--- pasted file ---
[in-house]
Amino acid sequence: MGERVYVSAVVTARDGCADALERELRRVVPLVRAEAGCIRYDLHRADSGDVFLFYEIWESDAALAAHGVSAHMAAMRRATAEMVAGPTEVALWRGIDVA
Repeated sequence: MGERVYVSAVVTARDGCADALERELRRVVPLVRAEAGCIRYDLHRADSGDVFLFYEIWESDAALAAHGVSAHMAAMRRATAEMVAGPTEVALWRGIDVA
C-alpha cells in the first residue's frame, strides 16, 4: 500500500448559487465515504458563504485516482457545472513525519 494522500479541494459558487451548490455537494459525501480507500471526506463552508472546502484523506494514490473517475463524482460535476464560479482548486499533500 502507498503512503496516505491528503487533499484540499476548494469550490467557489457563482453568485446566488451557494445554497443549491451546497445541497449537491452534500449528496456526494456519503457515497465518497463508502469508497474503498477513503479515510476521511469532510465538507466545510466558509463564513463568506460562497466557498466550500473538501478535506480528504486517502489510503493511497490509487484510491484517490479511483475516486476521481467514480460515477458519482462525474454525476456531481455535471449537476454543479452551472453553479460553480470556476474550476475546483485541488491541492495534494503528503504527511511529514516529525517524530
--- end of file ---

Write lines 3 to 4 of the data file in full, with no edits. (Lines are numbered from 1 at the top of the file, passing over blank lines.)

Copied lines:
Repeated sequence: MGERVYVSAVVTARDGCADALERELRRVVPLVRAEAGCIRYDLHRADSGDVFLFYEIWESDAALAAHGVSAHMAAMRRATAEMVAGPTEVALWRGIDVA
C-alpha cells in the first residue's frame, strides 16, 4: 500500500448559487465515504458563504485516482457545472513525519 494522500479541494459558487451548490455537494459525501480507500471526506463552508472546502484523506494514490473517475463524482460535476464560479482548486499533500 502507498503512503496516505491528503487533499484540499476548494469550490467557489457563482453568485446566488451557494445554497443549491451546497445541497449537491452534500449528496456526494456519503457515497465518497463508502469508497474503498477513503479515510476521511469532510465538507466545510466558509463564513463568506460562497466557498466550500473538501478535506480528504486517502489510503493511497490509487484510491484517490479511483475516486476521481467514480460515477458519482462525474454525476456531481455535471449537476454543479452551472453553479460553480470556476474550476475546483485541488491541492495534494503528503504527511511529514516529525517524530